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pregnant woman laying on the ground

Diastasis recti during pregnancy

pregnant woman laying on the ground1

April 21, 2020

By Carolyn Yates, PT, DPT

During the later part of pregnancy, your belly will expand to make room for the baby. During this time, your abdominal muscles may separate to allow your belly to expand fully. While it’s totally normal and very common, for some it doesn’t go away postpartum, which can cause back pain and instability. However, adjusting how you move can help limit the separation and set you up for a faster recovery.

What is diastasis recti?

Diastasis recti is the separation of the rectus abdominis muscles (aka the six-pack ab muscles). Diastasis during pregnancy is a totally normal occurrence and a 100% incidence rate of DR has been reported in some research studies. During pregnancy, increased levels of hormones (relaxin, progesterone, and estrogen) soften connective tissues and results in the weakening of the linea alba. The linea alba is the connective tissue that holds the medial edges of the neighboring rectus abdominis muscles together. As the baby grows, the linea alba continues to be stretched and the rectus abdominis muscles elongate around the baby. This is completely natural.

How do I know if I am developing diastasis recti during pregnancy?

Different research studies have reported different levels of occurrence of diastasis during pregnancy but know that it is a natural occurrence and happens to allow for space for your growing baby. You most likely have a separation. The main things to focus on are not doing excessive movements that will exacerbate it.

How to limit diastasis during pregnancy:

Although most women will have a diastasis during pregnancy (remember, it is a natural occurrence to make space for growing babe), there are things you can do and avoid doing to help prevent more-than-necessary separation.

Things to avoid:

  • Sit-ups. This exercise places strain directly through the rectus abdominis muscles. When you are not pregnant, the linea alba is taut and strong and maintains the integrity of the rectus abdominis muscles as they contract and relax through this exercise. When you are pregnant, the linea alba is softened and therefore has a tougher time holding the rectus abdominis muscles together. Sit-ups will further strain the linea alba.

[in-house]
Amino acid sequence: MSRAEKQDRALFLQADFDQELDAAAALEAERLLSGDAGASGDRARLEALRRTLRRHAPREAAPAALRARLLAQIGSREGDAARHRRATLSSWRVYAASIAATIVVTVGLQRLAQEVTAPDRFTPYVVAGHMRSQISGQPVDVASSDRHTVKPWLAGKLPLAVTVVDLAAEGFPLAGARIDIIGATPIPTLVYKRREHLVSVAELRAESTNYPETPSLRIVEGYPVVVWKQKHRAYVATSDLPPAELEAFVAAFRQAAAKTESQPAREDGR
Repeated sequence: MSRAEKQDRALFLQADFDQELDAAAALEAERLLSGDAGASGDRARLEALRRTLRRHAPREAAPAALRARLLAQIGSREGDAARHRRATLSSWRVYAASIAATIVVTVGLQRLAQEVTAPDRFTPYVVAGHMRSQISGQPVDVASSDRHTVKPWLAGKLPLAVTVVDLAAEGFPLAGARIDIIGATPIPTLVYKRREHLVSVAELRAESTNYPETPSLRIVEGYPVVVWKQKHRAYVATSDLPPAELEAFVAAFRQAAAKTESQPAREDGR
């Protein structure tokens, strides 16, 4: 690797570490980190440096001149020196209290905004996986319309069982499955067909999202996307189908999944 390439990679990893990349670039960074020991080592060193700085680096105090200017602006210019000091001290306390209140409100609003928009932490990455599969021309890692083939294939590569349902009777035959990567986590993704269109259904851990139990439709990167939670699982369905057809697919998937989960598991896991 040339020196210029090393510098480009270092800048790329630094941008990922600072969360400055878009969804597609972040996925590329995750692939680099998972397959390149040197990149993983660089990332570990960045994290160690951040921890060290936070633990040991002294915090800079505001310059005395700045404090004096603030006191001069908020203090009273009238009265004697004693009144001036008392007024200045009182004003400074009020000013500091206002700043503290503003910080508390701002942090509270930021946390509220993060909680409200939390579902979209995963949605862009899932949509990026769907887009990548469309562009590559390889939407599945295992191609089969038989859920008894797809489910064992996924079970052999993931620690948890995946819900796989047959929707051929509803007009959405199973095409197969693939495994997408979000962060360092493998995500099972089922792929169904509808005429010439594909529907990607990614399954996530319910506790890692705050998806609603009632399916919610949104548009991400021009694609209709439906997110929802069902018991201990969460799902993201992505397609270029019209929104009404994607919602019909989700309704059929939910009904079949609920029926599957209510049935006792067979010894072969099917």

• Sitting straight up from a lying-down position. Similar to doing sit-ups, this maneuver will strain the already softened linea alba.

Things to do:

  • Learn how to properly engage your transverse abdominis. The transverse abdominis is the “corset” muscle of the core. This muscle helps stabilize and support our bodies as we move through space. Research has shown that learning how to engage this muscle and then focusing on engaging it during exercise programs and daily life activities, such as getting in and out of bed, can help prevent diastasis from progressing more than necessary.
  • Learn how to properly engage your pelvic floor muscles. The pelvic floor muscles are an integral part of the core complex and it will help your transverse abdominis activate and stay strong if you are able to properly engage your pelvic floor muscles. A good cue to try is to imagine you have a marble at the opening of your vagina. Try to “pick the marble up” and pull it up inside and then “put it back down”. You should not be engaging your butt or groin muscles when you do this.

Remember, it is natural to have separation during pregnancy, but you don’t want to exacerbate it. Taking simple steps to avoid exacerbation and focusing on strengthening your transverse abdominis and pelvic floor muscles are the best things you can do for your body as your belly grows.

Related: How to prepare your pelvic floor for labor and delivery

Carolyn Yates, PT, DPT is a Colorado State licensed Physical Therapist with a pelvic floor rehabilitation specialty. She received a Doctorate of Physical Therapy (DPT) from Belmont University School of Physical Therapy and is the owner and head physical therapist of Verity Physical Therapy & Wellness in Boulder, CO.

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